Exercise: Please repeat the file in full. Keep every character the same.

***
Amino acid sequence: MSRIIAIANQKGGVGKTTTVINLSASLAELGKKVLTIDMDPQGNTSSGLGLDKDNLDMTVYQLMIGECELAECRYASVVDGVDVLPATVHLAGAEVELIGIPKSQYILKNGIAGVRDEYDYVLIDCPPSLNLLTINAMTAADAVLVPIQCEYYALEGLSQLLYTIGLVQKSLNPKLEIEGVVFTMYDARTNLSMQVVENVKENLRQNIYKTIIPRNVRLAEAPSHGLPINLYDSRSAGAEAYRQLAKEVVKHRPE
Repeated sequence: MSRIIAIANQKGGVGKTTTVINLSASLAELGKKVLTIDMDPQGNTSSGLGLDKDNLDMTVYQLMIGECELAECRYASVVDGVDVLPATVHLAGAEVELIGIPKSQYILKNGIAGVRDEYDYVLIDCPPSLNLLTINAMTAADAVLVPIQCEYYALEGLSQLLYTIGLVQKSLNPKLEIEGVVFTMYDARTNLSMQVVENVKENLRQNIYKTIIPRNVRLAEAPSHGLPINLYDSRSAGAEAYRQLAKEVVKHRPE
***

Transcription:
Amino acid sequence: MSRIIAIANQKGGVGKTTTVINLSASLAELGKKVLTIDMDPQGNTSSGLGLDKDNLDMTVYQLMIGECELAECRYASVVDGVDVLPATVHLAGAEVELIGIPKSQYILKNGIAGVRDEYDYVLIDCPPSLNLLTINAMTAADAVLVPIQCEYYALEGLSQLLYTIGLVQKSLNPKLEIEGVVFTMYDARTNLSMQVVENVKENLRQNIYKTIIPRNVRLAEAPSHGLPINLYDSRSAGAEAYRQLAKEVVKHRPE
Repeated sequence: MSRIIAIANQKGGVGKTTTVINLSASLAELGKKVLTIDMDPQGNTSSGLGLDKDNLDMTVYQLMIGECELAECRYASVVDGVDVLPATVHLAGAEVELIGIPKSQYILKNGIAGVRDEYDYVLIDCPPSLNLLTINAMTAADAVLVPIQCEYYALEGLSQLLYTIGLVQKSLNPKLEIEGVVFTMYDARTNLSMQVVENVKENLRQNIYKTIIPRNVRLAEAPSHGLPINLYDSRSAGAEAYRQLAKEVVKHRPE